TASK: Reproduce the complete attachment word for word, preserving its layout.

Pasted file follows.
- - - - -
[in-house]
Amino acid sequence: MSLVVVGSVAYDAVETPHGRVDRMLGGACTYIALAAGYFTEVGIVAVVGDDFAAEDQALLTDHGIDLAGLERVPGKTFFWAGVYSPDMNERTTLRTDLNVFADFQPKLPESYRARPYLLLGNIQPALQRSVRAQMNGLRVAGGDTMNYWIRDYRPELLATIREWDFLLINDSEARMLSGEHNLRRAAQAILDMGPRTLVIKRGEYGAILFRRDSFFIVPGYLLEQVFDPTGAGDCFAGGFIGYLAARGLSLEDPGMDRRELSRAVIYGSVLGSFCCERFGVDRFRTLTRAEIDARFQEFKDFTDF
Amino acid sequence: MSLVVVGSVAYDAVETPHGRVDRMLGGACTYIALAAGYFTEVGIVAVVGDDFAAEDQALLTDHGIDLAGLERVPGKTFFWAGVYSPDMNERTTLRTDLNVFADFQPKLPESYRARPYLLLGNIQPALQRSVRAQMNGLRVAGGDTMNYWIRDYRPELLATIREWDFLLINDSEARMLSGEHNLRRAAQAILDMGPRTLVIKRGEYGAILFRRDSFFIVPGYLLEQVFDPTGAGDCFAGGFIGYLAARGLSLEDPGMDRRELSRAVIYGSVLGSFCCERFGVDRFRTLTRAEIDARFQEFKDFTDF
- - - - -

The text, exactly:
[in-house]
Amino acid sequence: MSLVVVGSVAYDAVETPHGRVDRMLGGACTYIALAAGYFTEVGIVAVVGDDFAAEDQALLTDHGIDLAGLERVPGKTFFWAGVYSPDMNERTTLRTDLNVFADFQPKLPESYRARPYLLLGNIQPALQRSVRAQMNGLRVAGGDTMNYWIRDYRPELLATIREWDFLLINDSEARMLSGEHNLRRAAQAILDMGPRTLVIKRGEYGAILFRRDSFFIVPGYLLEQVFDPTGAGDCFAGGFIGYLAARGLSLEDPGMDRRELSRAVIYGSVLGSFCCERFGVDRFRTLTRAEIDARFQEFKDFTDF
Amino acid sequence: MSLVVVGSVAYDAVETPHGRVDRMLGGACTYIALAAGYFTEVGIVAVVGDDFAAEDQALLTDHGIDLAGLERVPGKTFFWAGVYSPDMNERTTLRTDLNVFADFQPKLPESYRARPYLLLGNIQPALQRSVRAQMNGLRVAGGDTMNYWIRDYRPELLATIREWDFLLINDSEARMLSGEHNLRRAAQAILDMGPRTLVIKRGEYGAILFRRDSFFIVPGYLLEQVFDPTGAGDCFAGGFIGYLAARGLSLEDPGMDRRELSRAVIYGSVLGSFCCERFGVDRFRTLTRAEIDARFQEFKDFTDF